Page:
In the early 2000s, serious efforts were made to find the next technological breakthrough to succeed the CD. One of them was the DataPlay, a miniaturized version of a CD with a diameter of 32mm. Why use DataPlay instead of CDs? For one thing, it could store more than music – artist interviews, music videos and pre-recorded songs could be viewed when connected to a PC. It was also adorable tiny, or like The New York Times Put it, “about the size of the center ing of a CD.”
After winning the CES Best of Show award in 2001, the DataPlay was released in 2002 and quickly gained support from artists and recording studios due to its strict digital rights management system. Britney Spears album Britney and reissues of ‘N Sync, Pink, Usher, OutKast, Sarah McLachlan and Brooks & Dunn were included in the first batch of DataPlay discs.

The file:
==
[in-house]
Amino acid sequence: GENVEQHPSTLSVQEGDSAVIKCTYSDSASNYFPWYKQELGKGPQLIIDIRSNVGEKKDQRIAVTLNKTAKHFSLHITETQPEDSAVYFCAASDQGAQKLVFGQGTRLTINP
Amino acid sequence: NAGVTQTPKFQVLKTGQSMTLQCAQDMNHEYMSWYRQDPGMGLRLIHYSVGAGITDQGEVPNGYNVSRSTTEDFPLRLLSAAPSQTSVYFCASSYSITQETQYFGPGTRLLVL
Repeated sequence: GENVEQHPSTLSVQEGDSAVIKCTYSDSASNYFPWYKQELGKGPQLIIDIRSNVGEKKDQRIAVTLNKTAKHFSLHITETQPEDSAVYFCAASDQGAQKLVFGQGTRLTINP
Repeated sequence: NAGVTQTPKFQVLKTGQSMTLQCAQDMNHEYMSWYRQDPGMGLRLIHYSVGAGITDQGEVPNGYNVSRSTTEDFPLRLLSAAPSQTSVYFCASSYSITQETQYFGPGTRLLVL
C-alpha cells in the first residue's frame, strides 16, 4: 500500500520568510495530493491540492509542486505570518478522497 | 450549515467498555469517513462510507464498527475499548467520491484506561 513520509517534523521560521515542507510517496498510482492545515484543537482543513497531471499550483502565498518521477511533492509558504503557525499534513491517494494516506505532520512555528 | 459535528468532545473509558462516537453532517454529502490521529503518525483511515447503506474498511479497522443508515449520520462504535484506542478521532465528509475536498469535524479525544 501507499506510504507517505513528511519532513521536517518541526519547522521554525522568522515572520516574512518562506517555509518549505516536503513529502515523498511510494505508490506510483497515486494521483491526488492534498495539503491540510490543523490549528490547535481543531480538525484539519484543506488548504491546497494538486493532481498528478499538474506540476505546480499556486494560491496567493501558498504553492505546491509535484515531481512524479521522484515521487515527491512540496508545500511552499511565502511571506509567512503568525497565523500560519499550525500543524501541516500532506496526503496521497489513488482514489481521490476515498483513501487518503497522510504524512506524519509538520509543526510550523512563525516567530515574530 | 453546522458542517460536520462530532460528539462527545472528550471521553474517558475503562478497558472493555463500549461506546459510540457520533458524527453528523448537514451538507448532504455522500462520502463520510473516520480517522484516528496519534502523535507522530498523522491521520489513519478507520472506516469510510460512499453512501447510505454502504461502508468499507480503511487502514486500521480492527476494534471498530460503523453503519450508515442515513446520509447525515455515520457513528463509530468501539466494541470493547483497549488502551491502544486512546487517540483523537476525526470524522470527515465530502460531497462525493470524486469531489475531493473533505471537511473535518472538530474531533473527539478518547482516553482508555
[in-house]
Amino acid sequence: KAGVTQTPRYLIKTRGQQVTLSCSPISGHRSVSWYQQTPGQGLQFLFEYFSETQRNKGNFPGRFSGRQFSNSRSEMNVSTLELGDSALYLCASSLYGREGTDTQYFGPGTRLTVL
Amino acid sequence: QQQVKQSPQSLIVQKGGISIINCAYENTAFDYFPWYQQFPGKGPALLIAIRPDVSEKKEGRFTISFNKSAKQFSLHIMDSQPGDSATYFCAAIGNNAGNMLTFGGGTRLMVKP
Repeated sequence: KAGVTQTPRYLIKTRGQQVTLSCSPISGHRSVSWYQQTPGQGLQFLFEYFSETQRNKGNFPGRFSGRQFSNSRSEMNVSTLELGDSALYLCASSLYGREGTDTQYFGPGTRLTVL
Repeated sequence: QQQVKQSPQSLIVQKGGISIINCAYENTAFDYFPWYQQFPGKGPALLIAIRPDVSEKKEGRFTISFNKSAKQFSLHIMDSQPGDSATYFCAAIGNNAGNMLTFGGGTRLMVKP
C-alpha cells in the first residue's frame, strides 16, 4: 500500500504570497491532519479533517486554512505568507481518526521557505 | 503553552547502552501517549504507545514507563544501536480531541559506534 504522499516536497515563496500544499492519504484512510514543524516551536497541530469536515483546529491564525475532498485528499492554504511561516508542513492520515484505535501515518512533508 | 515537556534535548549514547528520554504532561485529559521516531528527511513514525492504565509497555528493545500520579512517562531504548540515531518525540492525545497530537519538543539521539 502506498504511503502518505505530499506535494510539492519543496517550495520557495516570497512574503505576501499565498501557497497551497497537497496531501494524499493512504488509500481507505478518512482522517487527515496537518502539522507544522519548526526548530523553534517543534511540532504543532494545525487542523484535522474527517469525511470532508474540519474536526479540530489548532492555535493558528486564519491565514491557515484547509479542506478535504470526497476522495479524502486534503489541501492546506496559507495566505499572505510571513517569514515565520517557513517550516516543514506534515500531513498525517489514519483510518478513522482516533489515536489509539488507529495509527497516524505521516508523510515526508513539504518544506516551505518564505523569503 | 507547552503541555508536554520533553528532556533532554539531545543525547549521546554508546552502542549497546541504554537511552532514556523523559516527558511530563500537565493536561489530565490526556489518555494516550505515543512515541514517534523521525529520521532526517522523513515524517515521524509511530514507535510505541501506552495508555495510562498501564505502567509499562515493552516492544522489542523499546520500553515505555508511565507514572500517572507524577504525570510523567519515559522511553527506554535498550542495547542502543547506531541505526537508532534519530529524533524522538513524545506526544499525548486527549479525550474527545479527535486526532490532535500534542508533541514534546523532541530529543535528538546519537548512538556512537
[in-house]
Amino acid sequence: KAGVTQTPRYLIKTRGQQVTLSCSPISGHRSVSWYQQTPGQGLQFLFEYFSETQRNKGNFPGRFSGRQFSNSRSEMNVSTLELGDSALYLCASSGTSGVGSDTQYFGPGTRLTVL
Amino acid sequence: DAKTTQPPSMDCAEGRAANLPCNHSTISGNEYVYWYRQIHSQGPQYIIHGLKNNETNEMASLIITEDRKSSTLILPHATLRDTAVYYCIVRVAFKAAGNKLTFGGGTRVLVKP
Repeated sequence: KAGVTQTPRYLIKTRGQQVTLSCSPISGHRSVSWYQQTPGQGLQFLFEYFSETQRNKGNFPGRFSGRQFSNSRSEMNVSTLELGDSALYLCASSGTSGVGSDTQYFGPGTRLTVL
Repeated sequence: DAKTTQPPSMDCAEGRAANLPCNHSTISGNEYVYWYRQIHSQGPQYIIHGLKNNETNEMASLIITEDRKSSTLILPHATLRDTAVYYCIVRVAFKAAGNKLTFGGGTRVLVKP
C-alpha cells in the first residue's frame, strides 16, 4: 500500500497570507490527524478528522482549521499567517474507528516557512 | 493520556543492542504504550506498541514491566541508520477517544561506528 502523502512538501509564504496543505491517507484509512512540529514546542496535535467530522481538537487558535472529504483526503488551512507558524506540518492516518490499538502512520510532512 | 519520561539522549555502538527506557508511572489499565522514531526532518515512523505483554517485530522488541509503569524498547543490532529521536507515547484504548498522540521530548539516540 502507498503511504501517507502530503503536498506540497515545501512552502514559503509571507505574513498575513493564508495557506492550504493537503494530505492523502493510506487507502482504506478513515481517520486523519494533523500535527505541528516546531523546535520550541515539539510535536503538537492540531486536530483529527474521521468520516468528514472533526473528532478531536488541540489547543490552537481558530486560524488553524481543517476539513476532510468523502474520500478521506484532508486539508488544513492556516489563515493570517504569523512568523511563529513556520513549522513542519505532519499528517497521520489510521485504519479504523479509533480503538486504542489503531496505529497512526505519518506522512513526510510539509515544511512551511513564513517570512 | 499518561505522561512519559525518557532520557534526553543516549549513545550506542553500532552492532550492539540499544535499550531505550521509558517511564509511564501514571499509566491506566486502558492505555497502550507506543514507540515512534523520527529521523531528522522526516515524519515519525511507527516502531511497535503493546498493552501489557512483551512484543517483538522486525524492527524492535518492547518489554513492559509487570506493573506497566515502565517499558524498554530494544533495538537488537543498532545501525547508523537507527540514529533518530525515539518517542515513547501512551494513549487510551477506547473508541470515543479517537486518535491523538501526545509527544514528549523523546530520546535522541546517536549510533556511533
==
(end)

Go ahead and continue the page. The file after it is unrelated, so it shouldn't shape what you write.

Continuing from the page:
In the end, DataPlay failed and is now an almost forgotten format. It was too expensive, required owners to buy new music players, and locked down content in a way that customers weren’t used to at the time. It also happened during the growth of digital media.
Gizmodo had a DataPlay feeling would not succeed:
Let’s see, they’ll cost more than CDs, be hard to copy, sound pretty much like CDs, and require a whole new player (only one of which is available, the iRiver IDP-100, pictured right). Sure to be a huge hit.